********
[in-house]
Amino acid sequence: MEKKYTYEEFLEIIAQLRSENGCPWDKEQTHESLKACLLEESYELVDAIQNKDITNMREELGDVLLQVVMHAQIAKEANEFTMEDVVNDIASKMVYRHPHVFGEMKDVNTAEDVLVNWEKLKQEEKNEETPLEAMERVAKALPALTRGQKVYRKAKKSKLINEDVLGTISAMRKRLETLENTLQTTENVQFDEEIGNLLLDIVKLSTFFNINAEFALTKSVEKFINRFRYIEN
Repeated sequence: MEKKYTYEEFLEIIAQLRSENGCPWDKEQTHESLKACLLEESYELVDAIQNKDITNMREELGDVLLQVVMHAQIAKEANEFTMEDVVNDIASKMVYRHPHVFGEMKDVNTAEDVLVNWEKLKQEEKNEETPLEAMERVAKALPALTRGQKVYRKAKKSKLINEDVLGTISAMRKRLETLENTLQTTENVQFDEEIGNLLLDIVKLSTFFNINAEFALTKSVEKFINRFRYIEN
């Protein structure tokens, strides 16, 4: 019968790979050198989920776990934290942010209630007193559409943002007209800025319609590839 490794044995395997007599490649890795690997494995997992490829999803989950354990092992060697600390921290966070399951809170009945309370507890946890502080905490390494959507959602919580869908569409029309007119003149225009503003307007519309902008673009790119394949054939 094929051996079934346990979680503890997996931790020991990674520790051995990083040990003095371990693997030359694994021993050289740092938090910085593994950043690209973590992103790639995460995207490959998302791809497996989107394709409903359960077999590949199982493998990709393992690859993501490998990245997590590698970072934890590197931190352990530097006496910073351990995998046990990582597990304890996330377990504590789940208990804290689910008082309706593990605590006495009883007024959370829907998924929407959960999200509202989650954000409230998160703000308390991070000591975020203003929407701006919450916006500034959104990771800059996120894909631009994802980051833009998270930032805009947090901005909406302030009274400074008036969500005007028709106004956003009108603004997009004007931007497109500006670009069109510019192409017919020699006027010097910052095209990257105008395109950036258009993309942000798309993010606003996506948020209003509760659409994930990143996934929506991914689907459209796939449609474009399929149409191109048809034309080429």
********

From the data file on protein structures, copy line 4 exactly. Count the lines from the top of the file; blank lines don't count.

């Protein structure tokens, strides 16, 4: 019968790979050198989920776990934290942010209630007193559409943002007209800025319609590839 490794044995395997007599490649890795690997494995997992490829999803989950354990092992060697600390921290966070399951809170009945309370507890946890502080905490390494959507959602919580869908569409029309007119003149225009503003307007519309902008673009790119394949054939 094929051996079934346990979680503890997996931790020991990674520790051995990083040990003095371990693997030359694994021993050289740092938090910085593994950043690209973590992103790639995460995207490959998302791809497996989107394709409903359960077999590949199982493998990709393992690859993501490998990245997590590698970072934890590197931190352990530097006496910073351990995998046990990582597990304890996330377990504590789940208990804290689910008082309706593990605590006495009883007024959370829907998924929407959960999200509202989650954000409230998160703000308390991070000591975020203003929407701006919450916006500034959104990771800059996120894909631009994802980051833009998270930032805009947090901005909406302030009274400074008036969500005007028709106004956003009108603004997009004007931007497109500006670009069109510019192409017919020699006027010097910052095209990257105008395109950036258009993309942000798309993010606003996506948020209003509760659409994930990143996934929506991914689907459209796939449609474009399929149409191109048809034309080429």